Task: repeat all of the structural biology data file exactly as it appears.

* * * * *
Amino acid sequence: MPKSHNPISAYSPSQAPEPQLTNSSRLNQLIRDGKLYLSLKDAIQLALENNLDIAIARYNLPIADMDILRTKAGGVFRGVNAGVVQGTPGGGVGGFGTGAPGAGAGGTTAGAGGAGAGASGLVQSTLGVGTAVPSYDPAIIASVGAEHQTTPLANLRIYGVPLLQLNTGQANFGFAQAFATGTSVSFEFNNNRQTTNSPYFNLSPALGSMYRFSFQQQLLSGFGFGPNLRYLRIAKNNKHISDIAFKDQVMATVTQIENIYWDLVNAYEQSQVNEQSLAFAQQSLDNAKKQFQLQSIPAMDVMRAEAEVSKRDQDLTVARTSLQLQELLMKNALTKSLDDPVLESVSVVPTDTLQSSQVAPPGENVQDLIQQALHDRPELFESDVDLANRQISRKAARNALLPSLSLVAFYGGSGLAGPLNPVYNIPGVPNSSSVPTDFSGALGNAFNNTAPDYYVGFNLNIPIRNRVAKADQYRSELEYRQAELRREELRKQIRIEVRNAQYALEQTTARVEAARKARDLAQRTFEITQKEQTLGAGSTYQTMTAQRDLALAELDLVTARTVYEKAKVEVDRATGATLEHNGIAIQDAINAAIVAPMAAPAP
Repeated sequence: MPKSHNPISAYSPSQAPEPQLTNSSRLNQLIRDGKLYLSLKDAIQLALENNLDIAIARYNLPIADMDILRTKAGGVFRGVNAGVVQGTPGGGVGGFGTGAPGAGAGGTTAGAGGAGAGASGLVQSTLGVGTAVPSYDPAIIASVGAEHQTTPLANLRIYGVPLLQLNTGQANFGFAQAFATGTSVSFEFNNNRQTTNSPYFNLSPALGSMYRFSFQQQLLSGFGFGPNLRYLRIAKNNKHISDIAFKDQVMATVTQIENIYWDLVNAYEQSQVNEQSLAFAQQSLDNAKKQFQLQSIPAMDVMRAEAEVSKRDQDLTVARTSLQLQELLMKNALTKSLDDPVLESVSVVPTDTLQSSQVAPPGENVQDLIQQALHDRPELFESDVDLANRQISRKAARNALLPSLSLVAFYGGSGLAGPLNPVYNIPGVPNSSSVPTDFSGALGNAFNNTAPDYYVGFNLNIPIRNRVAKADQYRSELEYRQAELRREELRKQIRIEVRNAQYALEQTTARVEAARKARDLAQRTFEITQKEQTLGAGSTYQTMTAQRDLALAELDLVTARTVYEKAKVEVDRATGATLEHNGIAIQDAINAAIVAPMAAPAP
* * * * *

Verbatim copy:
Amino acid sequence: MPKSHNPISAYSPSQAPEPQLTNSSRLNQLIRDGKLYLSLKDAIQLALENNLDIAIARYNLPIADMDILRTKAGGVFRGVNAGVVQGTPGGGVGGFGTGAPGAGAGGTTAGAGGAGAGASGLVQSTLGVGTAVPSYDPAIIASVGAEHQTTPLANLRIYGVPLLQLNTGQANFGFAQAFATGTSVSFEFNNNRQTTNSPYFNLSPALGSMYRFSFQQQLLSGFGFGPNLRYLRIAKNNKHISDIAFKDQVMATVTQIENIYWDLVNAYEQSQVNEQSLAFAQQSLDNAKKQFQLQSIPAMDVMRAEAEVSKRDQDLTVARTSLQLQELLMKNALTKSLDDPVLESVSVVPTDTLQSSQVAPPGENVQDLIQQALHDRPELFESDVDLANRQISRKAARNALLPSLSLVAFYGGSGLAGPLNPVYNIPGVPNSSSVPTDFSGALGNAFNNTAPDYYVGFNLNIPIRNRVAKADQYRSELEYRQAELRREELRKQIRIEVRNAQYALEQTTARVEAARKARDLAQRTFEITQKEQTLGAGSTYQTMTAQRDLALAELDLVTARTVYEKAKVEVDRATGATLEHNGIAIQDAINAAIVAPMAAPAP
Repeated sequence: MPKSHNPISAYSPSQAPEPQLTNSSRLNQLIRDGKLYLSLKDAIQLALENNLDIAIARYNLPIADMDILRTKAGGVFRGVNAGVVQGTPGGGVGGFGTGAPGAGAGGTTAGAGGAGAGASGLVQSTLGVGTAVPSYDPAIIASVGAEHQTTPLANLRIYGVPLLQLNTGQANFGFAQAFATGTSVSFEFNNNRQTTNSPYFNLSPALGSMYRFSFQQQLLSGFGFGPNLRYLRIAKNNKHISDIAFKDQVMATVTQIENIYWDLVNAYEQSQVNEQSLAFAQQSLDNAKKQFQLQSIPAMDVMRAEAEVSKRDQDLTVARTSLQLQELLMKNALTKSLDDPVLESVSVVPTDTLQSSQVAPPGENVQDLIQQALHDRPELFESDVDLANRQISRKAARNALLPSLSLVAFYGGSGLAGPLNPVYNIPGVPNSSSVPTDFSGALGNAFNNTAPDYYVGFNLNIPIRNRVAKADQYRSELEYRQAELRREELRKQIRIEVRNAQYALEQTTARVEAARKARDLAQRTFEITQKEQTLGAGSTYQTMTAQRDLALAELDLVTARTVYEKAKVEVDRATGATLEHNGIAIQDAINAAIVAPMAAPAP